The most fervent online revolutionaries, by contrast, consider the attack on the Embassy and the flight of the Israeli Embassy staff a great success. Revolutions require escalation and street conflict, especially when the SCAF has proven (in their eyes) that it will not change without real popular pressure. They seem baffled by the hand-wringing of critics, don't care about international perceptions, and doubt whether the SCAF could get any worse (Sarah Carr gives an eloquent presentation of this perspective here). Protesting against Israel is genuinely popular among Egyptians, some reckon, and allows them a rare opportunity to outflank cautious Islamists on the nationalist card.
In my view, the greatest tragedy of the Embassy crisis is that the most urgent demands articulated for September 9 have been completely lost. Last week's major demands were urgent and compelling: ending military trials, judicial and police reform, and setting a timetable for a return to civilian rule. Nobody is talking about those issues today. All the talk instead is of the storming of the Israeli Embassy and the resulting chaos. The gap between the different strands of the January 25 coalition has never seemed wider. Those who hope for rapid, fundamental political change towards democracy are on the defensive. And the move against the Israeli Embassy feels depressingly familiar rather than revolutionary. How could the very activists who began their campaign by demonstrating in Tahrir in support of the Palestinian Intifada ten years ago forget that Hosni Mubarak happily let protestors demonstrate against Israel as long as they avoided domestic issues?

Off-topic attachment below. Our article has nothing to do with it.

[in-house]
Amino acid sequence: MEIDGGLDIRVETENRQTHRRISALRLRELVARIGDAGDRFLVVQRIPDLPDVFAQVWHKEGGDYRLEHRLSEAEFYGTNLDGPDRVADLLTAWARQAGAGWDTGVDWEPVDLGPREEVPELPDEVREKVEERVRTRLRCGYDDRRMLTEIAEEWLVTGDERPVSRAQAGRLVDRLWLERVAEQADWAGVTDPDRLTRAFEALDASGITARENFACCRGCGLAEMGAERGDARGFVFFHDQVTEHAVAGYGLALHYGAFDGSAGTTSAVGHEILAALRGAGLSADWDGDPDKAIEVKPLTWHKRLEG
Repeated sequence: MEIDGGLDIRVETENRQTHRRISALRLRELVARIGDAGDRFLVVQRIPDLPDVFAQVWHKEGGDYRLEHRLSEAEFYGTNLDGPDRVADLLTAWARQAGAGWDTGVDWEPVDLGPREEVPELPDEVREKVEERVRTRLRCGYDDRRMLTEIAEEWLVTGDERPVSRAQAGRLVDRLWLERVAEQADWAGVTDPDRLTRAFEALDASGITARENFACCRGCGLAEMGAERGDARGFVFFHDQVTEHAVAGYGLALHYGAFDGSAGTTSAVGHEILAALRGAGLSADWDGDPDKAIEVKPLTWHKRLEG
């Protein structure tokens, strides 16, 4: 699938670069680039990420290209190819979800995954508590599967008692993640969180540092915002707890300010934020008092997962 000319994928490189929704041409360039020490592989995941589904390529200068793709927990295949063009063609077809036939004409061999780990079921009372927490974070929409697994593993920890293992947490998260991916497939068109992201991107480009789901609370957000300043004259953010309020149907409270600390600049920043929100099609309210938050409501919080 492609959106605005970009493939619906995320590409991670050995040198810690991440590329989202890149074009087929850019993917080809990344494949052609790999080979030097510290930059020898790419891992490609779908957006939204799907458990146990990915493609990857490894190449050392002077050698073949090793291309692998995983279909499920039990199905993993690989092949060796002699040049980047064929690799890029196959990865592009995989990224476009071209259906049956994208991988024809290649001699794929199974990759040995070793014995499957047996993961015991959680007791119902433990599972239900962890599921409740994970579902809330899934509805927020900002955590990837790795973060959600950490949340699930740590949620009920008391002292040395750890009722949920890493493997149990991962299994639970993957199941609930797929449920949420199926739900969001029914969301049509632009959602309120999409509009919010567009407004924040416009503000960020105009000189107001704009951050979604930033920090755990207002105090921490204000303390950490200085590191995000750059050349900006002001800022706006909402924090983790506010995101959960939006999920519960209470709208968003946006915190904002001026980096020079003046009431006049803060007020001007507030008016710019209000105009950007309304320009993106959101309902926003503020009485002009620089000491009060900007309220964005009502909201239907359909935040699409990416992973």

These are issues for Egyptians to resolve. But here in Washington I can only urge the Obama administration, Congress, and the American public not to allow the incident to be used as an excuse to delay elections or to avoid serious reforms. They should not accept the SCAF's arguments that this weekend shows the need for a strong hand and a delay of democratic reforms. The needs for ending military trials and for judicial and police reform are just as urgent today as they were yesterday. The need for a transition to rule by a fairly elected civilian government has never been more clear. The SCAF's ongoing, arbitrary and unaccountable military rule -- along with its increasingly reckless fomenting of a xenophobic nationalism -- created the conditions for yesterday's clashes. Allowing the SCAF to back away from real institutional reforms and a timeline for elections would kill what hopes remain for Egyptian democracy, empower radicals, discredit and block those who have committed to preparing for elections, and force people back into the streets for lack of other alternatives. That's would only guarantee that the crisis will get worse.
Marc Lynch is associate professor of political science and international affairs at George Washington University.